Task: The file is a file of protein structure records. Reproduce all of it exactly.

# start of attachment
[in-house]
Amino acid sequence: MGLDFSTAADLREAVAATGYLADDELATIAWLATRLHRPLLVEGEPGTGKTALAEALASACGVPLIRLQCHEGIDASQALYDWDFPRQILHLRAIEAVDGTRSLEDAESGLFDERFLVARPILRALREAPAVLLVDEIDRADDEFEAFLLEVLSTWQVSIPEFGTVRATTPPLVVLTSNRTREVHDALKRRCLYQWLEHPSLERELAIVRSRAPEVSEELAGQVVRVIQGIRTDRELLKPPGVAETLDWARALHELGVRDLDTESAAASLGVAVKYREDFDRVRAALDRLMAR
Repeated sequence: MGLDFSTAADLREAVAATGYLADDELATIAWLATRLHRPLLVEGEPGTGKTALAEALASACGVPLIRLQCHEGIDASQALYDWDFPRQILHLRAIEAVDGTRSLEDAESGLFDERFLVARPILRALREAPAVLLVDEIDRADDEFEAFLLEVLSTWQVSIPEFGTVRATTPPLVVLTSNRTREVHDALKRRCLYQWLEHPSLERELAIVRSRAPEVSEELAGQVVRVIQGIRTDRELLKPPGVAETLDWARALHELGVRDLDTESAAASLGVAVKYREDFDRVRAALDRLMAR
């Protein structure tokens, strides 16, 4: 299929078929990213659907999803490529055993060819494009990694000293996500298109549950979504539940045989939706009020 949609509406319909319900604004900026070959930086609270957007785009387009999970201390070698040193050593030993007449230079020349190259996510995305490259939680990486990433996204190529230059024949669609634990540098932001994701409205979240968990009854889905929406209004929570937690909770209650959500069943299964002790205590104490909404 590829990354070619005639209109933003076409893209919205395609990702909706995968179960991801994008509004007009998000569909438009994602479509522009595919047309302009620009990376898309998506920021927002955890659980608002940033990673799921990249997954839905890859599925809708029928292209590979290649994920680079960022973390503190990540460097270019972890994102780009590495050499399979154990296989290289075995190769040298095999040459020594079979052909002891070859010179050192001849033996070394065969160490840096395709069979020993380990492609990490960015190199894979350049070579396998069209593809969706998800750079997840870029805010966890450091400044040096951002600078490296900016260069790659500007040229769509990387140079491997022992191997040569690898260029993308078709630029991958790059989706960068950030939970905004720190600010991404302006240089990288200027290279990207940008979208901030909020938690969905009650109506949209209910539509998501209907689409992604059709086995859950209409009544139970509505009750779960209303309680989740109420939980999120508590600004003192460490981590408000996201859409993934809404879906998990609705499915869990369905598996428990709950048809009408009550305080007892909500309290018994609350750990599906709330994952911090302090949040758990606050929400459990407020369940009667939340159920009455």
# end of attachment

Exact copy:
[in-house]
Amino acid sequence: MGLDFSTAADLREAVAATGYLADDELATIAWLATRLHRPLLVEGEPGTGKTALAEALASACGVPLIRLQCHEGIDASQALYDWDFPRQILHLRAIEAVDGTRSLEDAESGLFDERFLVARPILRALREAPAVLLVDEIDRADDEFEAFLLEVLSTWQVSIPEFGTVRATTPPLVVLTSNRTREVHDALKRRCLYQWLEHPSLERELAIVRSRAPEVSEELAGQVVRVIQGIRTDRELLKPPGVAETLDWARALHELGVRDLDTESAAASLGVAVKYREDFDRVRAALDRLMAR
Repeated sequence: MGLDFSTAADLREAVAATGYLADDELATIAWLATRLHRPLLVEGEPGTGKTALAEALASACGVPLIRLQCHEGIDASQALYDWDFPRQILHLRAIEAVDGTRSLEDAESGLFDERFLVARPILRALREAPAVLLVDEIDRADDEFEAFLLEVLSTWQVSIPEFGTVRATTPPLVVLTSNRTREVHDALKRRCLYQWLEHPSLERELAIVRSRAPEVSEELAGQVVRVIQGIRTDRELLKPPGVAETLDWARALHELGVRDLDTESAAASLGVAVKYREDFDRVRAALDRLMAR
């Protein structure tokens, strides 16, 4: 299929078929990213659907999803490529055993060819494009990694000293996500298109549950979504539940045989939706009020 949609509406319909319900604004900026070959930086609270957007785009387009999970201390070698040193050593030993007449230079020349190259996510995305490259939680990486990433996204190529230059024949669609634990540098932001994701409205979240968990009854889905929406209004929570937690909770209650959500069943299964002790205590104490909404 590829990354070619005639209109933003076409893209919205395609990702909706995968179960991801994008509004007009998000569909438009994602479509522009595919047309302009620009990376898309998506920021927002955890659980608002940033990673799921990249997954839905890859599925809708029928292209590979290649994920680079960022973390503190990540460097270019972890994102780009590495050499399979154990296989290289075995190769040298095999040459020594079979052909002891070859010179050192001849033996070394065969160490840096395709069979020993380990492609990490960015190199894979350049070579396998069209593809969706998800750079997840870029805010966890450091400044040096951002600078490296900016260069790659500007040229769509990387140079491997022992191997040569690898260029993308078709630029991958790059989706960068950030939970905004720190600010991404302006240089990288200027290279990207940008979208901030909020938690969905009650109506949209209910539509998501209907689409992604059709086995859950209409009544139970509505009750779960209303309680989740109420939980999120508590600004003192460490981590408000996201859409993934809404879906998990609705499915869990369905598996428990709950048809009408009550305080007892909500309290018994609350750990599906709330994952911090302090949040758990606050929400459990407020369940009667939340159920009455």